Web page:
As water management solutions minimize property damage through proactive maintenance, this also offers residents a better living experience as they’re less likely to be inconvenienced by long-term maintenance work and damage to their belongings. This in itself can boost property revenue as happy residents are more likely to renew their leases.
Another major benefit of water management solutions is that they reduce water waste. At a time when business owners will be looking closely at their bottom line, a solution such as this can make a considerable difference. What’s more, having a sustainable approach to water management will appeal to residents, with a 2022 study finding that, for 43% of residents, sustainable features were a factor in their choice of multifamily apartments.
How do IoT water devices work?
Currently, many water sensors on the market are being upgraded so that they are more cost-effective. IoT solutions (wireless technologies) now play a central role, meaning these systems no longer need to rely on ‘sensor ropes’ or ‘probes’ to detect regular leaks, though these tools are still required for detecting water leaks in hard-to-reach areas and to gain wider coverage.
Modern contact sensors are equipped with Z-Wave Plus — low-power radio waves that travel through walls, floors and furniture, which communicate with a smart control module that can be installed more quickly and in a wider variety of locations.
Water sensors are designed to work in tandem with smart water valves and meters. These devices identify low and high-volume water leaks throughout a building and monitor overall water use, helping operators and owners reduce the risk of losses from water emergencies, while also improving water conservation efforts at the property and resident level. This means that property managers (and residents) don’t have to worry about coming back to a water-damaged home, with the system taking full control and being able to automatically shut off the water supply at the main water valve. The system can be configured to shut off water supply in a variety of scenarios – in case of small, medium or large water leaks.” A study from PointCentral found that a multifamily operator could save $2,000 each year in insurance fees by fitting smart water management technology to a main serving 30 units.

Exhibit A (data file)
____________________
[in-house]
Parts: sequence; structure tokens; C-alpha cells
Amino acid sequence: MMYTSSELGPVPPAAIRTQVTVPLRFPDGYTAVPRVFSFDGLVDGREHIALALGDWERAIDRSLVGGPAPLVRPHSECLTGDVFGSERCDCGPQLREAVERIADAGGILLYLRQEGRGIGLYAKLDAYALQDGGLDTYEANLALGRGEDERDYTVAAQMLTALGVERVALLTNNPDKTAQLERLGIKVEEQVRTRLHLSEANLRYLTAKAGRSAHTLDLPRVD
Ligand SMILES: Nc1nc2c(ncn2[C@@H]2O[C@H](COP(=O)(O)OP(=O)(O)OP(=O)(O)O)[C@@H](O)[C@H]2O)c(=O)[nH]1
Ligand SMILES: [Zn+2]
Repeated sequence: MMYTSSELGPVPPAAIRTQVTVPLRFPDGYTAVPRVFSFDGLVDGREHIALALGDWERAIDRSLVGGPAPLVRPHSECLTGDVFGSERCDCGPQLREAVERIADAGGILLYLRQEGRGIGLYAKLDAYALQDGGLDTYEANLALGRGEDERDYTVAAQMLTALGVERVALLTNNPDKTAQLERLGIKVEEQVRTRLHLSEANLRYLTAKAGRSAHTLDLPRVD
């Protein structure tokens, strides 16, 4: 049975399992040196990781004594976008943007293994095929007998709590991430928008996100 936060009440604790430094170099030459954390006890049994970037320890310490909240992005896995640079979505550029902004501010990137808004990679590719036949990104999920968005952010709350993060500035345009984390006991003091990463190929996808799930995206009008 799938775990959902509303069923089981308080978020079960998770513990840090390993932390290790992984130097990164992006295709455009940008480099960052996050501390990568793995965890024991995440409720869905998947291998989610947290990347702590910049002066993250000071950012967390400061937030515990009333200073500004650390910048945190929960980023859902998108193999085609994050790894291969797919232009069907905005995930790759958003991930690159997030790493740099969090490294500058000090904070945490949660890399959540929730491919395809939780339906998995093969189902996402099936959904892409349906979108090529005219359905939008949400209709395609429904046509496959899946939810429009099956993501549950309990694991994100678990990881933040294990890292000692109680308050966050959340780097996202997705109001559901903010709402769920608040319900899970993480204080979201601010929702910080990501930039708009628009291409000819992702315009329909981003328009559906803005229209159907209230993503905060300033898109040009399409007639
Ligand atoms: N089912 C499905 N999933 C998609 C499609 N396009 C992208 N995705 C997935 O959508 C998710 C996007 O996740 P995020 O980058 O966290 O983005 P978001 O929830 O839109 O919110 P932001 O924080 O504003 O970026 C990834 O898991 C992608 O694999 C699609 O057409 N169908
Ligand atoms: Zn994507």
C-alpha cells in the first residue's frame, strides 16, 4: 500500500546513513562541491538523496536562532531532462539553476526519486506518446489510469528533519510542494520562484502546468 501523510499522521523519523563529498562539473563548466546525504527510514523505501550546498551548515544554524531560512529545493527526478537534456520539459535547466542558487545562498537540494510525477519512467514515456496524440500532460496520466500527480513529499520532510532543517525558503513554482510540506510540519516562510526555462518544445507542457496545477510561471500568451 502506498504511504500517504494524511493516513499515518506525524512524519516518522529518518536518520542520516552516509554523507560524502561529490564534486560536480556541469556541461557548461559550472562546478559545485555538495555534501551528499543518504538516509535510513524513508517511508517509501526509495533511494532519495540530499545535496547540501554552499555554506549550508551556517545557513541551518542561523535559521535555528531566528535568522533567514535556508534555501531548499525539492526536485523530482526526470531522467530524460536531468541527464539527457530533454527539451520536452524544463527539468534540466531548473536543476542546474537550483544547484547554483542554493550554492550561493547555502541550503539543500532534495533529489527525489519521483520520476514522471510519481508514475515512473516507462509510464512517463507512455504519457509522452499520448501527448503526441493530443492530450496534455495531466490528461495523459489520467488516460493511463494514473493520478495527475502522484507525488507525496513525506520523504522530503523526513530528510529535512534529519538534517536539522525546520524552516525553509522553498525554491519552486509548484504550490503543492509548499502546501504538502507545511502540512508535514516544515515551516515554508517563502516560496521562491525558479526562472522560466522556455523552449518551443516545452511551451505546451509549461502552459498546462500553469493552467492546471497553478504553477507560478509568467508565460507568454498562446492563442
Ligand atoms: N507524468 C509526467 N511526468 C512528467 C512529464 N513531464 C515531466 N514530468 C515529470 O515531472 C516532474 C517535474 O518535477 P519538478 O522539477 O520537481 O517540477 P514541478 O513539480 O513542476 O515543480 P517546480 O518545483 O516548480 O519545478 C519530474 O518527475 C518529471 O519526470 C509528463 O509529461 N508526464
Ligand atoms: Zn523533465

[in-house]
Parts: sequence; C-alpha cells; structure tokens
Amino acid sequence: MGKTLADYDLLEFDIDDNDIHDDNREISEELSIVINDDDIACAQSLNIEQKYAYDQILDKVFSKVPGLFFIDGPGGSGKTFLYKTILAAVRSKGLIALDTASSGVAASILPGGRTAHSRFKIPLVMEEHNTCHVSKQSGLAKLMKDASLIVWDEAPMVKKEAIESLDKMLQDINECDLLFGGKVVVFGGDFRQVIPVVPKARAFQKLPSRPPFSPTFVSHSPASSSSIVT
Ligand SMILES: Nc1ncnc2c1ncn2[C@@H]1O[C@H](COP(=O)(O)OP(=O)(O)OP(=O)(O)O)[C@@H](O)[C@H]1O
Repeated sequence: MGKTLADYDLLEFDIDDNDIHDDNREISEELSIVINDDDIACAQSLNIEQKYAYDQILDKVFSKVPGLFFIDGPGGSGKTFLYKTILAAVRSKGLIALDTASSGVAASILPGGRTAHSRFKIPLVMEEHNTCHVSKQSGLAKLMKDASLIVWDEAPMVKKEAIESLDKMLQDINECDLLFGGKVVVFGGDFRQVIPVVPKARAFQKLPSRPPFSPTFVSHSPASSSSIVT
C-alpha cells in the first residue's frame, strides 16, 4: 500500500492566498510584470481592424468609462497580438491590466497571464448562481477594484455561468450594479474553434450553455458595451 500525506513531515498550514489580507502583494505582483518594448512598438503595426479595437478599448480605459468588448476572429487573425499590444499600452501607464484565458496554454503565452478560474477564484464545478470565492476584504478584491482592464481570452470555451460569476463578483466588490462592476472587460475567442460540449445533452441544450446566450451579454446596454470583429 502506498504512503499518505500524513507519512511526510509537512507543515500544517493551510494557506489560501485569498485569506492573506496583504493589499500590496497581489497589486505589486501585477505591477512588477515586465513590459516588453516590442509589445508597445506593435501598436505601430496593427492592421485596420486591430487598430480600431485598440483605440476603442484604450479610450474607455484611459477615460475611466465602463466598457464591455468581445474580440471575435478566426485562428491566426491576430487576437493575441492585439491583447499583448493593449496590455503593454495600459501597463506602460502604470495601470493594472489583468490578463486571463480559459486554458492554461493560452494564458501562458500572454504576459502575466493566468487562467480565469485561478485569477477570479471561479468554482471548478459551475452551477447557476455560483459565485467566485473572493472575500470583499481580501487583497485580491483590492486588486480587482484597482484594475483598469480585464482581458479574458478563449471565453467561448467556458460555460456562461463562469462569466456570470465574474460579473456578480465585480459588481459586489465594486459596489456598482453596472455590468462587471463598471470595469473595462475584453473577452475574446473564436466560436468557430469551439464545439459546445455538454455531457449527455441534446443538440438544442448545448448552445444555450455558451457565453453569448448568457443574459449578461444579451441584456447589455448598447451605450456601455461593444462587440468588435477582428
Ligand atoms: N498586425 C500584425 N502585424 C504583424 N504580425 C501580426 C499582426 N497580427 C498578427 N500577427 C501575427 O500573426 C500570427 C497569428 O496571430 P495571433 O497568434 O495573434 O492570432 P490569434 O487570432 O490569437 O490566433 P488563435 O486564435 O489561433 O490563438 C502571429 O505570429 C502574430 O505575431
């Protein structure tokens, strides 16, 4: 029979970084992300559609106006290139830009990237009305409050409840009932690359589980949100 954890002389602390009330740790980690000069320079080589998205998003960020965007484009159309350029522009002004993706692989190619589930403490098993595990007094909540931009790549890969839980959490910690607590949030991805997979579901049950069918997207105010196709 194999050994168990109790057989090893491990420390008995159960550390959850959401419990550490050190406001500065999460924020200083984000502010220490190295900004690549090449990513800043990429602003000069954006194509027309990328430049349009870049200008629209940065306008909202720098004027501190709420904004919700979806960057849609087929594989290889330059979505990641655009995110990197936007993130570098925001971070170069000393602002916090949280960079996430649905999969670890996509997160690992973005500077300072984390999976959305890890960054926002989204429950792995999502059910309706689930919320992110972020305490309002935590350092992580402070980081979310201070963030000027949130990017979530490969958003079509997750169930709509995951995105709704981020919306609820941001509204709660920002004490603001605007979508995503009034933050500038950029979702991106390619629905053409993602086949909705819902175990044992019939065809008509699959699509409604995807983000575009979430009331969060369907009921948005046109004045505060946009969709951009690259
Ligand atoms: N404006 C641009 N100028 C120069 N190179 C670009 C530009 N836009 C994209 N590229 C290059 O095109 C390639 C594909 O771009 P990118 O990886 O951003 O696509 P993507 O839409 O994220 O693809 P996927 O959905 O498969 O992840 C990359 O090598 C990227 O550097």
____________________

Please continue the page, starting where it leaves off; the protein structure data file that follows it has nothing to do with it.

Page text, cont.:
The system is most efficient when all devices work collaboratively. The IoT meters and valves that are part of this tech family are designed to work in harmony and are intelligent enough to detect anomalies such as extended water flow or when unusually large volumes of water begin flowing through the pipes — all prompting immediate reports on mobile devices. The meters can recognize excessive water usage, dangerous temperature drops that may freeze pipes, dripping faucets and toilets that are running continually.
Yet it’s the smart water sensor that continues to be more popular than the valves and meters. A possible reason for this is that property managers view sensors as a necessity and smart valves and meters as a luxury. While cost considerations are understandable, investing only in sensors can have drawbacks. When issues are detected, the system does not automatically resolve them. Property managers are, instead, at the mercy of maintenance engineers, their availability and response times, which may lead to prolonged downtime and additional costs. Smart water management has already provided a solution to this problem that pays for itself making it a worthwhile investment for any property manager.
This UrIoTNews article is syndicated fromReadWrite